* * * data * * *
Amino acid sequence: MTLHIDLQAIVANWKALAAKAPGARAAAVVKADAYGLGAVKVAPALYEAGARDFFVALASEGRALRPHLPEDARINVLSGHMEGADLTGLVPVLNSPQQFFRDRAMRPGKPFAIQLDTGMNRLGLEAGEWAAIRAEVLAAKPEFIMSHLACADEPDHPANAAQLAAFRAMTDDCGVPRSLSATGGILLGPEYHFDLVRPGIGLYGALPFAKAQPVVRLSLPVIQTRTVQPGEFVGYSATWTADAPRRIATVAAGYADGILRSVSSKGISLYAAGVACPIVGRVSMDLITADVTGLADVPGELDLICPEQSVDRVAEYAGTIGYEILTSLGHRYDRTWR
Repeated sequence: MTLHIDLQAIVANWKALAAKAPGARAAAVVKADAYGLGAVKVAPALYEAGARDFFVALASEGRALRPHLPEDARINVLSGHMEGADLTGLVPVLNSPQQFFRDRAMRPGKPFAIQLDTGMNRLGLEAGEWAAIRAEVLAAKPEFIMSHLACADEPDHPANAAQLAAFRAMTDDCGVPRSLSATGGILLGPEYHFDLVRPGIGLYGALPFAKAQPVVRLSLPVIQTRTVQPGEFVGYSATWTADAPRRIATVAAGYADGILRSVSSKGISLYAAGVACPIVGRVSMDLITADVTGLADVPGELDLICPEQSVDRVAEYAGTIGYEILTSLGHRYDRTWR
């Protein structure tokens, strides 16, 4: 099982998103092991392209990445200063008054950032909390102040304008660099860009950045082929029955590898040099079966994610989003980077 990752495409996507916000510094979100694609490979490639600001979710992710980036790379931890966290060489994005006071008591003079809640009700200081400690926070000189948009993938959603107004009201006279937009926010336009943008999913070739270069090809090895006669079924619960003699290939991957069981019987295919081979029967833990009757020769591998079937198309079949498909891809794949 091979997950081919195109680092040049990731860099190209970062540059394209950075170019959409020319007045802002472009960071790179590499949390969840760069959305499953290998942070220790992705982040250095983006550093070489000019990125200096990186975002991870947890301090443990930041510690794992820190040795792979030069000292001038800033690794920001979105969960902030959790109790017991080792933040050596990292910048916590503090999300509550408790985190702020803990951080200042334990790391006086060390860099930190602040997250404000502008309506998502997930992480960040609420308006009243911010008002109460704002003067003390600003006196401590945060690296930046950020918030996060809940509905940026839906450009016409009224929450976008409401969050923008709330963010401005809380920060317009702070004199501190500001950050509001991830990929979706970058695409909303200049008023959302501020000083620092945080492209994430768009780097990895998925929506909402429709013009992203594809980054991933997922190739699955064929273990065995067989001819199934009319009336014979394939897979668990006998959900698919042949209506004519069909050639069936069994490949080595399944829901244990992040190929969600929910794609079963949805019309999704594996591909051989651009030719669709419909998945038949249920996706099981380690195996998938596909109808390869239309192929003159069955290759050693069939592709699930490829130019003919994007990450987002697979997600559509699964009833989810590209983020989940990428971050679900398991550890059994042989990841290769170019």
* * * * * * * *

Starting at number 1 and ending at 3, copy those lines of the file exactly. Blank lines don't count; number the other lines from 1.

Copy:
Amino acid sequence: MTLHIDLQAIVANWKALAAKAPGARAAAVVKADAYGLGAVKVAPALYEAGARDFFVALASEGRALRPHLPEDARINVLSGHMEGADLTGLVPVLNSPQQFFRDRAMRPGKPFAIQLDTGMNRLGLEAGEWAAIRAEVLAAKPEFIMSHLACADEPDHPANAAQLAAFRAMTDDCGVPRSLSATGGILLGPEYHFDLVRPGIGLYGALPFAKAQPVVRLSLPVIQTRTVQPGEFVGYSATWTADAPRRIATVAAGYADGILRSVSSKGISLYAAGVACPIVGRVSMDLITADVTGLADVPGELDLICPEQSVDRVAEYAGTIGYEILTSLGHRYDRTWR
Repeated sequence: MTLHIDLQAIVANWKALAAKAPGARAAAVVKADAYGLGAVKVAPALYEAGARDFFVALASEGRALRPHLPEDARINVLSGHMEGADLTGLVPVLNSPQQFFRDRAMRPGKPFAIQLDTGMNRLGLEAGEWAAIRAEVLAAKPEFIMSHLACADEPDHPANAAQLAAFRAMTDDCGVPRSLSATGGILLGPEYHFDLVRPGIGLYGALPFAKAQPVVRLSLPVIQTRTVQPGEFVGYSATWTADAPRRIATVAAGYADGILRSVSSKGISLYAAGVACPIVGRVSMDLITADVTGLADVPGELDLICPEQSVDRVAEYAGTIGYEILTSLGHRYDRTWR
């Protein structure tokens, strides 16, 4: 099982998103092991392209990445200063008054950032909390102040304008660099860009950045082929029955590898040099079966994610989003980077 990752495409996507916000510094979100694609490979490639600001979710992710980036790379931890966290060489994005006071008591003079809640009700200081400690926070000189948009993938959603107004009201006279937009926010336009943008999913070739270069090809090895006669079924619960003699290939991957069981019987295919081979029967833990009757020769591998079937198309079949498909891809794949 091979997950081919195109680092040049990731860099190209970062540059394209950075170019959409020319007045802002472009960071790179590499949390969840760069959305499953290998942070220790992705982040250095983006550093070489000019990125200096990186975002991870947890301090443990930041510690794992820190040795792979030069000292001038800033690794920001979105969960902030959790109790017991080792933040050596990292910048916590503090999300509550408790985190702020803990951080200042334990790391006086060390860099930190602040997250404000502008309506998502997930992480960040609420308006009243911010008002109460704002003067003390600003006196401590945060690296930046950020918030996060809940509905940026839906450009016409009224929450976008409401969050923008709330963010401005809380920060317009702070004199501190500001950050509001991830990929979706970058695409909303200049008023959302501020000083620092945080492209994430768009780097990895998925929506909402429709013009992203594809980054991933997922190739699955064929273990065995067989001819199934009319009336014979394939897979668990006998959900698919042949209506004519069909050639069936069994490949080595399944829901244990992040190929969600929910794609079963949805019309999704594996591909051989651009030719669709419909998945038949249920996706099981380690195996998938596909109808390869239309192929003159069955290759050693069939592709699930490829130019003919994007990450987002697979997600559509699964009833989810590209983020989940990428971050679900398991550890059994042989990841290769170019």